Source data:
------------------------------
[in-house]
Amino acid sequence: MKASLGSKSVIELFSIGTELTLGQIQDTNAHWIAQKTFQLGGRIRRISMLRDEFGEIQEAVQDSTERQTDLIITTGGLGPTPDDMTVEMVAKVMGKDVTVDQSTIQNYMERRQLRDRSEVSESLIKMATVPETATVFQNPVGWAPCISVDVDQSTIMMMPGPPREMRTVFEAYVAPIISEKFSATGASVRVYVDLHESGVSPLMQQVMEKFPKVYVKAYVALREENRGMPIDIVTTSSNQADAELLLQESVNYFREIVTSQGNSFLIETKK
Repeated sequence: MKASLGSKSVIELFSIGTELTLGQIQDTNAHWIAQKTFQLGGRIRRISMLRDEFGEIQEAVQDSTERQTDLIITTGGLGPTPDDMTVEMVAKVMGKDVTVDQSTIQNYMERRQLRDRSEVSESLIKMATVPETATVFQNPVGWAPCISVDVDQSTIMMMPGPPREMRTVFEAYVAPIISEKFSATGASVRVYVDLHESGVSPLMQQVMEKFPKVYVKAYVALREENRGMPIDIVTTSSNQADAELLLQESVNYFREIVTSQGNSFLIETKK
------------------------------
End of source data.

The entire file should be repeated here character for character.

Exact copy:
[in-house]
Amino acid sequence: MKASLGSKSVIELFSIGTELTLGQIQDTNAHWIAQKTFQLGGRIRRISMLRDEFGEIQEAVQDSTERQTDLIITTGGLGPTPDDMTVEMVAKVMGKDVTVDQSTIQNYMERRQLRDRSEVSESLIKMATVPETATVFQNPVGWAPCISVDVDQSTIMMMPGPPREMRTVFEAYVAPIISEKFSATGASVRVYVDLHESGVSPLMQQVMEKFPKVYVKAYVALREENRGMPIDIVTTSSNQADAELLLQESVNYFREIVTSQGNSFLIETKK
Repeated sequence: MKASLGSKSVIELFSIGTELTLGQIQDTNAHWIAQKTFQLGGRIRRISMLRDEFGEIQEAVQDSTERQTDLIITTGGLGPTPDDMTVEMVAKVMGKDVTVDQSTIQNYMERRQLRDRSEVSESLIKMATVPETATVFQNPVGWAPCISVDVDQSTIMMMPGPPREMRTVFEAYVAPIISEKFSATGASVRVYVDLHESGVSPLMQQVMEKFPKVYVKAYVALREENRGMPIDIVTTSSNQADAELLLQESVNYFREIVTSQGNSFLIETKK